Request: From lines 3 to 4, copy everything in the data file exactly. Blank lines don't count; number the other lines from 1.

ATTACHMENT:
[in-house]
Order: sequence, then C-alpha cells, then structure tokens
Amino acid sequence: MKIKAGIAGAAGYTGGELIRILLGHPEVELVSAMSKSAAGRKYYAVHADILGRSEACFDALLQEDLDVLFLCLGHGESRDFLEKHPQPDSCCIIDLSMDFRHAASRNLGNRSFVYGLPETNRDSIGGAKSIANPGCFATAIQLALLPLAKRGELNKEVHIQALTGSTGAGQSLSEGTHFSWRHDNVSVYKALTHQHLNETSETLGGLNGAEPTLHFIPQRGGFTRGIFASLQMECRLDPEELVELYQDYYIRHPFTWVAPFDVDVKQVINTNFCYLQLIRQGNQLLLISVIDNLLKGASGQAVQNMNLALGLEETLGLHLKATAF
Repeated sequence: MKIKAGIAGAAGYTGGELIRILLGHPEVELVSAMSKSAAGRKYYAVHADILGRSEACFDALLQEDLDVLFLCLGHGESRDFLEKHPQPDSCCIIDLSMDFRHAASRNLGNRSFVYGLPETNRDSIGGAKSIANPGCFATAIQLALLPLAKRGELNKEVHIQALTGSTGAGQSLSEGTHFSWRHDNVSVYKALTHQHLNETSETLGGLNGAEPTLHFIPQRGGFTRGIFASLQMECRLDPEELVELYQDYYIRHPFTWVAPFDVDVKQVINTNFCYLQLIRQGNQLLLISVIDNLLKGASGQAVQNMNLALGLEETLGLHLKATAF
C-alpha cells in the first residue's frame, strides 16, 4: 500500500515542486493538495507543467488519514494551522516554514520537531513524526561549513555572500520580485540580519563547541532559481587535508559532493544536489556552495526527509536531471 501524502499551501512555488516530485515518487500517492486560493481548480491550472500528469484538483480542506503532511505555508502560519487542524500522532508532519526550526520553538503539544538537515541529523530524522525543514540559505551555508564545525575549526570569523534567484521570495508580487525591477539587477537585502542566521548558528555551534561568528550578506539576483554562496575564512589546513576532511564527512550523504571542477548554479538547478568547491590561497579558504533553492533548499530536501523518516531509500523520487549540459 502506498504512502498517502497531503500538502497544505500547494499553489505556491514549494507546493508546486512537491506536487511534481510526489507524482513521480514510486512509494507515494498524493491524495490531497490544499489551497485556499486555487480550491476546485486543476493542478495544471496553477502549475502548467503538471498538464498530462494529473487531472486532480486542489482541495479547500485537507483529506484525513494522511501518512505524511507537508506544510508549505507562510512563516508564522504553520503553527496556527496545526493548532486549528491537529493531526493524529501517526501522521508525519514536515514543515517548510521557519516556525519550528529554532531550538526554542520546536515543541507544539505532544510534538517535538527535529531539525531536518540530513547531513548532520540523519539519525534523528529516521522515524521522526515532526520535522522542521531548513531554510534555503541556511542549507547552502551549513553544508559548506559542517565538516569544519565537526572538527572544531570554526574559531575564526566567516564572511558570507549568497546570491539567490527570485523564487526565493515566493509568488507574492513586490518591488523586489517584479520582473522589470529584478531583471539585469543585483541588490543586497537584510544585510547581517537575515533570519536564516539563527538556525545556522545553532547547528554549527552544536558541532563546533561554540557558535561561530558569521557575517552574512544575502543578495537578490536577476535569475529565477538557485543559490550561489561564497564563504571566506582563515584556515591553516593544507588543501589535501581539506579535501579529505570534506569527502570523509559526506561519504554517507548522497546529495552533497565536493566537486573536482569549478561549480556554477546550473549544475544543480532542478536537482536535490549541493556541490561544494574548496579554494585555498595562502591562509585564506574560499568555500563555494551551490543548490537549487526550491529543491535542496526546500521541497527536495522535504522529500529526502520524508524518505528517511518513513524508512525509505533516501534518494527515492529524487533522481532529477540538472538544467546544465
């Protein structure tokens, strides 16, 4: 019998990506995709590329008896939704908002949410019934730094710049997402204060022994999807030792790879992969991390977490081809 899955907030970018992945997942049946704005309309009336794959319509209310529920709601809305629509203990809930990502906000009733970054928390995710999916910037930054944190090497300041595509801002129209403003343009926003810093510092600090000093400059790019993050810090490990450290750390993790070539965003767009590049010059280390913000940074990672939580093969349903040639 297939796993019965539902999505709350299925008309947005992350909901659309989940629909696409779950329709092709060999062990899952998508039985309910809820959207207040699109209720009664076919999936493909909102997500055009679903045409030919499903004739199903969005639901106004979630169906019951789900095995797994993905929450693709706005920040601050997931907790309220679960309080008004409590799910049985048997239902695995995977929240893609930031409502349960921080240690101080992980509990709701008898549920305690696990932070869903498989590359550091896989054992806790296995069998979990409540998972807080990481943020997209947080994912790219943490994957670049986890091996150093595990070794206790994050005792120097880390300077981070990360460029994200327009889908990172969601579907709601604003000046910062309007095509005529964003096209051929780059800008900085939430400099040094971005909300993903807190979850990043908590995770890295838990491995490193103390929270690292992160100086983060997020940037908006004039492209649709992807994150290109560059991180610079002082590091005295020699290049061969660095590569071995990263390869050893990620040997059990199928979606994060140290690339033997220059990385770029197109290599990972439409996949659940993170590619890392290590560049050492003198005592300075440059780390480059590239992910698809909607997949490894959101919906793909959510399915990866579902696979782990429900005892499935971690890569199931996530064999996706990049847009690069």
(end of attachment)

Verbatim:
Amino acid sequence: MKIKAGIAGAAGYTGGELIRILLGHPEVELVSAMSKSAAGRKYYAVHADILGRSEACFDALLQEDLDVLFLCLGHGESRDFLEKHPQPDSCCIIDLSMDFRHAASRNLGNRSFVYGLPETNRDSIGGAKSIANPGCFATAIQLALLPLAKRGELNKEVHIQALTGSTGAGQSLSEGTHFSWRHDNVSVYKALTHQHLNETSETLGGLNGAEPTLHFIPQRGGFTRGIFASLQMECRLDPEELVELYQDYYIRHPFTWVAPFDVDVKQVINTNFCYLQLIRQGNQLLLISVIDNLLKGASGQAVQNMNLALGLEETLGLHLKATAF
Repeated sequence: MKIKAGIAGAAGYTGGELIRILLGHPEVELVSAMSKSAAGRKYYAVHADILGRSEACFDALLQEDLDVLFLCLGHGESRDFLEKHPQPDSCCIIDLSMDFRHAASRNLGNRSFVYGLPETNRDSIGGAKSIANPGCFATAIQLALLPLAKRGELNKEVHIQALTGSTGAGQSLSEGTHFSWRHDNVSVYKALTHQHLNETSETLGGLNGAEPTLHFIPQRGGFTRGIFASLQMECRLDPEELVELYQDYYIRHPFTWVAPFDVDVKQVINTNFCYLQLIRQGNQLLLISVIDNLLKGASGQAVQNMNLALGLEETLGLHLKATAF